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Two U of T researchers at centre of world's first robot-assisted brain surgery: The Globe and Mail

(photo courtesy of University Health Network)

Two University of Toronto researchers are at the centre of the world’s first robot-assisted brain surgery, testing a system that could allow them to operate remotely on stroke and aneurysm patients in the near future.

Vitor Mendes Pereira and Timo Krings, both professors in U of T’s Faculty of Medicine and members of the AVM and aneurysm program at the University Health Network’s Krembil Neuroscience Centre, placed a stent and 14 coils deep inside the brain of a 64-year-old woman to treat an aneurysm, according to the Globe and Mail. The procedure, performed at Toronto Western Hospital, took about two-and-a-half hours and the patient was discharged the following day.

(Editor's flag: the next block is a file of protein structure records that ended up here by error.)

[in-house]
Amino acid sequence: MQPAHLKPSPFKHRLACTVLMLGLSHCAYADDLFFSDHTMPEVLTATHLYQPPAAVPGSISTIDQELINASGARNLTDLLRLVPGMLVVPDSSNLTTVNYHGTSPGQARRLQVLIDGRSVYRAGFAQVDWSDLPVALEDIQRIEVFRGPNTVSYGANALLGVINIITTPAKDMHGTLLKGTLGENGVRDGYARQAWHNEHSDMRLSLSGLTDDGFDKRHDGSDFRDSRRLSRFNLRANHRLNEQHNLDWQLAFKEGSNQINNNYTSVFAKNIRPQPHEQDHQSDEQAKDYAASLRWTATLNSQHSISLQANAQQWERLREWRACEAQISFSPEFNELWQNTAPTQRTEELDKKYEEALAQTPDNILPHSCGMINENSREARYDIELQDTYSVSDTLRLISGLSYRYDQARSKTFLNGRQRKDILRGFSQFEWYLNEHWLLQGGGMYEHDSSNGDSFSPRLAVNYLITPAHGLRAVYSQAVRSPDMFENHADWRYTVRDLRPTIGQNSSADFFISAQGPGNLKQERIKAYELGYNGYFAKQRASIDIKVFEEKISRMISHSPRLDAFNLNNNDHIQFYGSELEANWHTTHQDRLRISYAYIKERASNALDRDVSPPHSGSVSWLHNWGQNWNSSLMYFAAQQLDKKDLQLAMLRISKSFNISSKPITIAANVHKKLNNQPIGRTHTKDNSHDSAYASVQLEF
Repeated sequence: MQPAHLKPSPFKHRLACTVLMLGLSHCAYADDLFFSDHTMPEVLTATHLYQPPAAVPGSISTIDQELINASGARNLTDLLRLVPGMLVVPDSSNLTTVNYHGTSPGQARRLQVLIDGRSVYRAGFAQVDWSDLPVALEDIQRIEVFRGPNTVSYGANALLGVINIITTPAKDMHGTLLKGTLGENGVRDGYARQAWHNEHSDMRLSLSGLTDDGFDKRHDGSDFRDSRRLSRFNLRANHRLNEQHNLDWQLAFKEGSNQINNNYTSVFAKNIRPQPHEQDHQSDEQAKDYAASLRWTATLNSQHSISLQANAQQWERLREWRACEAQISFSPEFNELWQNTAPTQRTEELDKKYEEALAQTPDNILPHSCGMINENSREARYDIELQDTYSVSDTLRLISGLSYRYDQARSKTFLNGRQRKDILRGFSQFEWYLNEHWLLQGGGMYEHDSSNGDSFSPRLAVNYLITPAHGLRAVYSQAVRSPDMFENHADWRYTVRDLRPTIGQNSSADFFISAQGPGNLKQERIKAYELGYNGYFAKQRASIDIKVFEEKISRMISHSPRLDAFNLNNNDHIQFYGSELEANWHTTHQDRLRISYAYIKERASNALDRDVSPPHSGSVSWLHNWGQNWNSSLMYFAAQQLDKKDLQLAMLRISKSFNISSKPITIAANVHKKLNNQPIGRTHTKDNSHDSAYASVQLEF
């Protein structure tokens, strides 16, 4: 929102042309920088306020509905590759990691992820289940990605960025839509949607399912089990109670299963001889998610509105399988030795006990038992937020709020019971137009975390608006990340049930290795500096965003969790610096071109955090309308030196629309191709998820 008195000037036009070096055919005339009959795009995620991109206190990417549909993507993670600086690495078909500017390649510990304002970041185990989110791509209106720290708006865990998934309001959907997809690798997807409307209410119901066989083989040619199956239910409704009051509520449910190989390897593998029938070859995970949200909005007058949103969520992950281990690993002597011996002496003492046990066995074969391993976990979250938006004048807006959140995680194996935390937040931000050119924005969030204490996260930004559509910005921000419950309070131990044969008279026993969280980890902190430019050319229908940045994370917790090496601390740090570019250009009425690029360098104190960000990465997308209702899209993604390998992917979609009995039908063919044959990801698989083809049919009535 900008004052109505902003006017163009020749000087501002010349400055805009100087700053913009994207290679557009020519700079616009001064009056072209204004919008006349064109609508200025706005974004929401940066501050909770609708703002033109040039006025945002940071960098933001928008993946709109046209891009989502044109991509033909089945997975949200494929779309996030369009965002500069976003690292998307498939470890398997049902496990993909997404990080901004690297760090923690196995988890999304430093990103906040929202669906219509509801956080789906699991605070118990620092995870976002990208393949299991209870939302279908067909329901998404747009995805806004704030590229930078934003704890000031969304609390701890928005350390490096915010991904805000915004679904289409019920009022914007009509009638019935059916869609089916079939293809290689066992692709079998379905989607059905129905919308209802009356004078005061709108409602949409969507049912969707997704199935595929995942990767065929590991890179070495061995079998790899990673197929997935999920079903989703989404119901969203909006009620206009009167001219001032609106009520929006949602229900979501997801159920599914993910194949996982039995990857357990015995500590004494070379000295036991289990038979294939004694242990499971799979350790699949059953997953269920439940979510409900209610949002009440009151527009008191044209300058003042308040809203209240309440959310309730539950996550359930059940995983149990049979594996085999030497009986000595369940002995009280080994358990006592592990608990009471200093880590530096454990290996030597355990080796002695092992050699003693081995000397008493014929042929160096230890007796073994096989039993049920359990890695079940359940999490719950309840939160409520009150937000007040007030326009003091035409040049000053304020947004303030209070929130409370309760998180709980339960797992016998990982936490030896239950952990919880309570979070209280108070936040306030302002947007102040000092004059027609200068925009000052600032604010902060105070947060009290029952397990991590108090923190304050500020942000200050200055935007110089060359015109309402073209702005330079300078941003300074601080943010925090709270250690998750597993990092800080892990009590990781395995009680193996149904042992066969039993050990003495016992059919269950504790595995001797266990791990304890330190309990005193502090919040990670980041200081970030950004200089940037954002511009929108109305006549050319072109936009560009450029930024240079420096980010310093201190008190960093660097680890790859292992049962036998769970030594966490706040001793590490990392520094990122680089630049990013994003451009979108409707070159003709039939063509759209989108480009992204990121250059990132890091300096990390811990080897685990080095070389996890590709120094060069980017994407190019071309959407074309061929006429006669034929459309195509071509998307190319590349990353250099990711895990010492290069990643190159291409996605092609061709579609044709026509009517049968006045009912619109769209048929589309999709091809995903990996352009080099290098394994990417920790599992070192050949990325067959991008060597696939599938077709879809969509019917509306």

Krings said the system can prevent hemorrhages and remove blockages involved in a stroke. “Rather than bringing the patient to the physician … we are having now the opportunity with this robot to bring the physician’s expertise to the patient,” Krings told the Globe and Mail.

Pereira adds the robotic system brings precision and control to these procedures. “It opens the door to do remote procedures … in communities [where] they don’t have this type of treatment and don’t have the personnel to perform these procedures,” he said.

Read more about the procedure in the Globe and Mail

Read more about the procedure at CBC News